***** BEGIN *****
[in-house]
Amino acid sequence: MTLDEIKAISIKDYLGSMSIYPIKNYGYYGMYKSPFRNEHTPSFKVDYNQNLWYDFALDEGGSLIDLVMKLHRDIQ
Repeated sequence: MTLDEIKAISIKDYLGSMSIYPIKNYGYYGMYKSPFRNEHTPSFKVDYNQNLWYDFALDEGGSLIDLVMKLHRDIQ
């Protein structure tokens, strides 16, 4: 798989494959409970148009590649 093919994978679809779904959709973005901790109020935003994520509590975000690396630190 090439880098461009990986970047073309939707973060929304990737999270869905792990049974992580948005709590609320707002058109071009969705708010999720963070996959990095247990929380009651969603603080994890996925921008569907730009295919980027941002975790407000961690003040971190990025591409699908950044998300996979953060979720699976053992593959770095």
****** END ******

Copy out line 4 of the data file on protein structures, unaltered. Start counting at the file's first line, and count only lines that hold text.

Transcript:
């Protein structure tokens, strides 16, 4: 798989494959409970148009590649 093919994978679809779904959709973005901790109020935003994520509590975000690396630190 090439880098461009990986970047073309939707973060929304990737999270869905792990049974992580948005709590609320707002058109071009969705708010999720963070996959990095247990929380009651969603603080994890996925921008569907730009295919980027941002975790407000961690003040971190990025591409699908950044998300996979953060979720699976053992593959770095």